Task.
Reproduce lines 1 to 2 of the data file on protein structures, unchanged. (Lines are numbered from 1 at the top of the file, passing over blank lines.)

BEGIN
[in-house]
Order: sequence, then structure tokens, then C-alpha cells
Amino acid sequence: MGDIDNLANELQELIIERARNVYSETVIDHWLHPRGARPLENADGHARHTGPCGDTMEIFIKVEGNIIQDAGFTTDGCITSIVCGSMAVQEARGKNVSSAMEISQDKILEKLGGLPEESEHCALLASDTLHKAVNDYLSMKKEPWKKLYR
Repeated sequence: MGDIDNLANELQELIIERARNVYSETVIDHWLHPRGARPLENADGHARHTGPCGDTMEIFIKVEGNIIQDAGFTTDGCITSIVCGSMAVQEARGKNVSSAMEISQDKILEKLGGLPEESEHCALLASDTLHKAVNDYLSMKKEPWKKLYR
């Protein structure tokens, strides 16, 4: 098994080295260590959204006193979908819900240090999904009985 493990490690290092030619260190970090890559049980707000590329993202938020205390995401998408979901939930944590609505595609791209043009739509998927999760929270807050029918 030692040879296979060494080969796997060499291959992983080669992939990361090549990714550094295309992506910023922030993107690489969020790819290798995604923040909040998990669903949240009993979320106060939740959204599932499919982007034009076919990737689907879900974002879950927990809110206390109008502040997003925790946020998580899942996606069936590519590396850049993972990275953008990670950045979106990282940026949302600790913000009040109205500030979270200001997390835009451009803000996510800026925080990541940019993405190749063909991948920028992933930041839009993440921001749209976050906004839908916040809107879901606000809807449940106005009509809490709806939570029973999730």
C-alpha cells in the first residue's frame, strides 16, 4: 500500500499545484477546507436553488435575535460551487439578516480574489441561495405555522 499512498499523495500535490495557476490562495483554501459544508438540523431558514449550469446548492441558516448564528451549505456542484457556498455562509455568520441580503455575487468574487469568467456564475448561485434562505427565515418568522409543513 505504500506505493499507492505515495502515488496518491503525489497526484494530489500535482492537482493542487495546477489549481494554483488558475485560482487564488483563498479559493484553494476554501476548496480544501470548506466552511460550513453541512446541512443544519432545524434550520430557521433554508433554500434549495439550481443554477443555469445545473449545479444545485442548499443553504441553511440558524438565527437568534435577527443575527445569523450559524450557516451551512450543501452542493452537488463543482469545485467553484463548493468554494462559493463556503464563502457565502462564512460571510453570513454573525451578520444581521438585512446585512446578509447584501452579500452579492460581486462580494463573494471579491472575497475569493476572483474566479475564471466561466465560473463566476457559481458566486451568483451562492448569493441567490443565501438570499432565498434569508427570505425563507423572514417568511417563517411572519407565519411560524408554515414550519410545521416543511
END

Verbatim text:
[in-house]
Order: sequence, then structure tokens, then C-alpha cells